Friday, April 15, 2011

Two Years

I haven't been around much. I'm sorry for this. The spring air has me fervently rushing home from the office just to bask in the sun fireside. I'll get used to the warmer weather and drift back, I promise. I have so much to talk about, too!

I just wanted to mark today as my two year anniversary of quitting the nasty habit of smoking.

I won't lie. I miss it. I particularly miss the morning cigarette with the cup of coffee. There are few things in life that compare to that kind of bliss. I dream of it. I'll probably go back to smoking when I'm an old lady and on the brink since I liked it so much, but I think if it's not outlawed entirely by then, I will roll my own.

Some things have since become apparent to me. Cigarette companies up the content of nicotine in their cigarettes to get you well hooked. There is an intentional maliciousness to the whole industry as far as I'm concerned. It's one of the reasons I quit.

And a moment to discuss quitting things you love: I didn't have too much trouble quitting. I think there was some kind of mental switch that turned my brain off cigarettes. It helped that the price of a pack of Marlboro menthol lights rose to almost $8 a pack here in Massachusetts, and I couldn't imagine spending almost $3000 a year on the inhalation of carcinogens. It was as though everything aligned and my mind made itself up. I had very little to do with it. I quit cold turkey and haven't gone back to tobacco since, despite the occasional craving.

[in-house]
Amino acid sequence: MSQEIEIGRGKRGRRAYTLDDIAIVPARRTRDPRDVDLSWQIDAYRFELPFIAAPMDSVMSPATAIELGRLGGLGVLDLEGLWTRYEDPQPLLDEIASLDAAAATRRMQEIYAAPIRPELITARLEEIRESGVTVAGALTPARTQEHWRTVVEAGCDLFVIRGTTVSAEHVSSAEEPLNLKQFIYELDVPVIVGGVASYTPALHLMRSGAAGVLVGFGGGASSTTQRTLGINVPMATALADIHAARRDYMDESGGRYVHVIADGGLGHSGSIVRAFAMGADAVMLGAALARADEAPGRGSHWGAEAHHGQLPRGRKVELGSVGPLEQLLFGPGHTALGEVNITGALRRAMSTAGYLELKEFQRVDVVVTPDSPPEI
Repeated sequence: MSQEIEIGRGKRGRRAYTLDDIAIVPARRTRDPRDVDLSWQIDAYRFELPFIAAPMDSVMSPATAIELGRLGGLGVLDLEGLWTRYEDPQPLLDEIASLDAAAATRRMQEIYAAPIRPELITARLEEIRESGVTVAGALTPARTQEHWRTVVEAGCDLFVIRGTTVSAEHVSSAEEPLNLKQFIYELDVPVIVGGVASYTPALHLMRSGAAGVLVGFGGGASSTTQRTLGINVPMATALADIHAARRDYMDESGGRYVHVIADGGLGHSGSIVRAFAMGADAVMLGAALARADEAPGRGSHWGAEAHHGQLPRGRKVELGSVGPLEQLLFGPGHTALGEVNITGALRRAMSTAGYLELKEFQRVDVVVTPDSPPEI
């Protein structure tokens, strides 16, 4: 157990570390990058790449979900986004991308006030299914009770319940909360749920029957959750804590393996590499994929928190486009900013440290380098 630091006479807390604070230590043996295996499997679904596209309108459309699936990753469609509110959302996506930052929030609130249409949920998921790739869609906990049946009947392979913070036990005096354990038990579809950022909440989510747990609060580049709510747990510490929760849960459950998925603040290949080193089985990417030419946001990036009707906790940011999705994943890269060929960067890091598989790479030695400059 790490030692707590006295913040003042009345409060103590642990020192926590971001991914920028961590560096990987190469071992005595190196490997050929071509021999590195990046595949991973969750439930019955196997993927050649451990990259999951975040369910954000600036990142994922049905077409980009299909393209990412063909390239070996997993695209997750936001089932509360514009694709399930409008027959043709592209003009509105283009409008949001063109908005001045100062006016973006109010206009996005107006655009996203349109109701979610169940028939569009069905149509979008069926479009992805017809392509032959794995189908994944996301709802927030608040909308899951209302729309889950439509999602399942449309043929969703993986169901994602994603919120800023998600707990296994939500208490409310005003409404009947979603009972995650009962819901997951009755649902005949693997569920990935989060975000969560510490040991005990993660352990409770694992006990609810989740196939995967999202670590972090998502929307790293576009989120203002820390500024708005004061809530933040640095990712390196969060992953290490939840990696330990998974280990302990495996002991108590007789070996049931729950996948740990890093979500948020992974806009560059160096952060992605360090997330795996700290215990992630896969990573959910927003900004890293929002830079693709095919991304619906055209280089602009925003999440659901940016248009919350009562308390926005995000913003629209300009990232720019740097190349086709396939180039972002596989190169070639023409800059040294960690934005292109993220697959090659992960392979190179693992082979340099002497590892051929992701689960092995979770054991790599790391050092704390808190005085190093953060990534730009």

The one thing I noticed within less than a month after quitting was that I could inhale deeply again. I couldn't do that before without wheezing or coughing. Even as I write this, I inhale occasionally to remind myself that hey, it's okay to breathe now. It continues to be something I recognize as a benefit even 2 years later.

I started smoking when I was 16, but didn't form a solid habit until I was 18 or so. It wasn't because I wanted to look cool or tough, although that was always fun as a teenager. I quit when I was 27. That's not a lifetime of smoking (thank goodness), but it's still plenty of damage done and a fine addiction to defeat. Even when I was a smoker, I didn't identify as a smoker, so I think that helped in quitting.

There are a lot of political things I'd like to say in this post, but I think maybe I should save that for another time. Today, I celebrate two years of being able to breathe.


The Dopefish said...

I continue to be proud of you for quitting! :)

Telemachus said...

Congratulations. It's an ugly habit, and it hurts one's sense of pride knowing that you are at the mercy of a drug - not to mention the hurt on your wallet.

Kate! said...

Yay- congrats to you! I quit seven years ago, after smoking a pack a day from 14 to 20, and I still miss it sometimes. The morning butt and the one after a good meal is greatly missed.
Congratulations again!

Karen E said...

Congrats on quitting and sticking with it! I do agree, the whole industry is built around getting people hooked. More money for yarn... =)

Michelle said...


knitinsage said...

congratulations! it's supposed to be one of the hardest addictions to conquer!

i hope you are very proud of yourself!

yumi said...

Yay! I was wondering about this topic. I'm so glad your nicotine celibacy continues and that you're doing great with it. :) Keep up the great work!